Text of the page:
Academic journal article Economic Quarterly - Federal Reserve Bank of Richmond

Historical Origins of the Cost-Push Fallacy

Academic journal article Economic Quarterly - Federal Reserve Bank of Richmond

Historical Origins of the Cost-Push Fallacy

Article excerpt

By the end of 1998, the disinflation of the 1990s had brought the U.S. price level close to absolute stability. The same disinflation witnessed a remarkable resurgence of what used to be called cost-push theories of price-level movements to explain it. Such theories, of course, attribute inflation and disinflation to a host of nonmonetary, supply-oriented influences that alter the unit cost and profit markup components of the prices of individual goods.

Cost-push theories form an integral part of the so-called new economic paradigm, or new economy thesis, which American pundits report predominantly in the popular rather than the scholarly press. Proponents of that paradigm cite such cost-reducing forces as increased global competition and rapid technological progress as the chief factors holding inflation at bay. Other frequently mentioned sources of cost disinflation-all seen as exerting downward pressure on rates of wage increase-include (1) worker job insecurity, (2) increased competition in labor markets, and (3) the declining power of labor unions in the United States.

Even these factors hardly begin to exhaust the list. Deregulation, falling computer prices, falling growth rates of health care costs: all have been proffered as cost-disinflators. Most recently, cost-push explanations of disinflation have emphasized falling import costs stemming from the Asian financial crisis, with its associated distress sale of Asian goods and plummeting foreign exchange value of Asian currencies. With such pressures holding inflation in check, cost-pushers feel free to recommend that monetary policy become expansionary in pursuit of rapid growth.

Opposed to the cost-push view is the standard monetary theory of price movements. It sees underlying monetary conditions, manifested in shifts in money supply and demand, rather than real cost-push pressure as the fundamental cause of such movements. The standard theory holds that the price level P is determined not by real cost-push but rather by the nominal stock of money relative to the real demand for it or, equivalently, by velocity-augmented money MV per unit of real output O as expressed in the celebrated equation of exchange P = MV/O. Conventional monetary theorists have always had a problem with the cost-push view. In their opinion, cost-push can at best explain relative prices. It cannot, however, explain the behavior of the aggregate, or general, price level. That is, it cannot do so unless it can show how cost pressures in specific sectors of the economy can markedly influence the money stock, its velocity, or the aggregate level of output-the three variables that jointly determine the general price level. Since there is no reason to think that sectoral cost pressures would materially affect these aggregate magnitudes for any substantial length of time, there is little reason to believe that cost-push theories offer a valid explanation of general price-level movements. i Here then is the cost-push fallacy: it confounds relative with absolute prices and sectoral real shocks with economywide nominal ones.2 It says nothing about money's role in price determination.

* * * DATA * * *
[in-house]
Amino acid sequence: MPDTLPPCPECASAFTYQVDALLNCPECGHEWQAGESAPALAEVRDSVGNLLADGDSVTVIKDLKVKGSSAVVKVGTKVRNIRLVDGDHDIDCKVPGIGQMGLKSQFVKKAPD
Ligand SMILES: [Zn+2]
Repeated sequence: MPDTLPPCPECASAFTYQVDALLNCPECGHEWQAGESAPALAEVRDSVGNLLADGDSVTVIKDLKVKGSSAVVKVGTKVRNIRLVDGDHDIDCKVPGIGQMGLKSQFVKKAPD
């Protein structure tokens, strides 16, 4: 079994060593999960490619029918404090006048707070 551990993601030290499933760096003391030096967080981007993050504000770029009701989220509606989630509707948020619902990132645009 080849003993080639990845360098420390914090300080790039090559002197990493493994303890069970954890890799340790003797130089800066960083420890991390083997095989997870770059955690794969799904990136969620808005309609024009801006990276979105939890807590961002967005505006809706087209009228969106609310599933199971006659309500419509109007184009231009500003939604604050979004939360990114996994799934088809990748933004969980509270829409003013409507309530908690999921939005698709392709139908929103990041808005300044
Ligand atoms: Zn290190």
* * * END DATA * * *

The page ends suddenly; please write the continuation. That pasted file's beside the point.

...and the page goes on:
Seasoned scholars accept recent cost-push theories of disinflation with a sense of deja vu. They know that exactly the same theories-albeit with signs reversed-flourished in the 1950s, 1960s, and 1970s. Those decades saw cost-pushers attribute wage and price inflation to such forces as the increased monopoly power of trade unions, oil price shocks, the competitive struggle for relative income shares, crop failures, commodity shortages, and even the disappearance of anchovies (a key ingredient of livestock feed) off the coast of Peru. Indeed, economist George Perry (1987) of the Brookings Institution gives a fine account of the prevalence of such explanations 30 years ago.

Nevertheless, a historian would be remiss in tracing the roots of cost-- push theory back no farther than the middle decades of the twentieth century. …

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